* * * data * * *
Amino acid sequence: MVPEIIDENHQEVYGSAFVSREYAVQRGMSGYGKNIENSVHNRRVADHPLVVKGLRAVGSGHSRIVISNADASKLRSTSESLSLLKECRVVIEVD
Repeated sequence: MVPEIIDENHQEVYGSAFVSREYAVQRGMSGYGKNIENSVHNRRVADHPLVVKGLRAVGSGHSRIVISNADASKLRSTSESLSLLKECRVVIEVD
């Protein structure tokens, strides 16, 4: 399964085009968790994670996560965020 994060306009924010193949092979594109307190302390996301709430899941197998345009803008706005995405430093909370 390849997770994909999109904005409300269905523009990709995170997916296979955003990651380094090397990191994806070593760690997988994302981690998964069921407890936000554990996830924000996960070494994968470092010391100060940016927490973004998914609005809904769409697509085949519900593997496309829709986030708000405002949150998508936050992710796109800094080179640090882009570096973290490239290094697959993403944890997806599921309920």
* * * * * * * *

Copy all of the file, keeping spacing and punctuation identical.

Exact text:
Amino acid sequence: MVPEIIDENHQEVYGSAFVSREYAVQRGMSGYGKNIENSVHNRRVADHPLVVKGLRAVGSGHSRIVISNADASKLRSTSESLSLLKECRVVIEVD
Repeated sequence: MVPEIIDENHQEVYGSAFVSREYAVQRGMSGYGKNIENSVHNRRVADHPLVVKGLRAVGSGHSRIVISNADASKLRSTSESLSLLKECRVVIEVD
């Protein structure tokens, strides 16, 4: 399964085009968790994670996560965020 994060306009924010193949092979594109307190302390996301709430899941197998345009803008706005995405430093909370 390849997770994909999109904005409300269905523009990709995170997916296979955003990651380094090397990191994806070593760690997988994302981690998964069921407890936000554990996830924000996960070494994968470092010391100060940016927490973004998914609005809904769409697509085949519900593997496309829709986030708000405002949150998508936050992710796109800094080179640090882009570096973290490239290094697959993403944890997806599921309920």